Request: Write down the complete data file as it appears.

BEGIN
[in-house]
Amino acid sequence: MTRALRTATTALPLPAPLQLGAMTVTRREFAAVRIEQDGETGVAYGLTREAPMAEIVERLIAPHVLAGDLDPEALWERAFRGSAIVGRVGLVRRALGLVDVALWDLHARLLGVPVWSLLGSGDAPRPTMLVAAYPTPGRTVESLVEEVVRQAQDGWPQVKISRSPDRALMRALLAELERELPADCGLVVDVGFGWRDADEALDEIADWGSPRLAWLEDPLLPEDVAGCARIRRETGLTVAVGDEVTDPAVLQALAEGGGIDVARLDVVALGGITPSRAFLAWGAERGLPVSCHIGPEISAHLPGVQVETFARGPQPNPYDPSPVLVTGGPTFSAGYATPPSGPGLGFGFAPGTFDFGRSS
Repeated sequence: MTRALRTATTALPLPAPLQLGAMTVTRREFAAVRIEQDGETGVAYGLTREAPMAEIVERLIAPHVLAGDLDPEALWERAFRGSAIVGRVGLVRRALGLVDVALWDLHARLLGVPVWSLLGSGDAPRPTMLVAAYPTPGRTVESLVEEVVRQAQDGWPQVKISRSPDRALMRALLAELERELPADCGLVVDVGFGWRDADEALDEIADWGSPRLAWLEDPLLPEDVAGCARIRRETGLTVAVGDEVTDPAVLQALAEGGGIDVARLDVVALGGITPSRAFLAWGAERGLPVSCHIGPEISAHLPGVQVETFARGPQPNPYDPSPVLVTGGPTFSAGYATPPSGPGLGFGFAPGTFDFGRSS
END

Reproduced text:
[in-house]
Amino acid sequence: MTRALRTATTALPLPAPLQLGAMTVTRREFAAVRIEQDGETGVAYGLTREAPMAEIVERLIAPHVLAGDLDPEALWERAFRGSAIVGRVGLVRRALGLVDVALWDLHARLLGVPVWSLLGSGDAPRPTMLVAAYPTPGRTVESLVEEVVRQAQDGWPQVKISRSPDRALMRALLAELERELPADCGLVVDVGFGWRDADEALDEIADWGSPRLAWLEDPLLPEDVAGCARIRRETGLTVAVGDEVTDPAVLQALAEGGGIDVARLDVVALGGITPSRAFLAWGAERGLPVSCHIGPEISAHLPGVQVETFARGPQPNPYDPSPVLVTGGPTFSAGYATPPSGPGLGFGFAPGTFDFGRSS
Repeated sequence: MTRALRTATTALPLPAPLQLGAMTVTRREFAAVRIEQDGETGVAYGLTREAPMAEIVERLIAPHVLAGDLDPEALWERAFRGSAIVGRVGLVRRALGLVDVALWDLHARLLGVPVWSLLGSGDAPRPTMLVAAYPTPGRTVESLVEEVVRQAQDGWPQVKISRSPDRALMRALLAELERELPADCGLVVDVGFGWRDADEALDEIADWGSPRLAWLEDPLLPEDVAGCARIRRETGLTVAVGDEVTDPAVLQALAEGGGIDVARLDVVALGGITPSRAFLAWGAERGLPVSCHIGPEISAHLPGVQVETFARGPQPNPYDPSPVLVTGGPTFSAGYATPPSGPGLGFGFAPGTFDFGRSS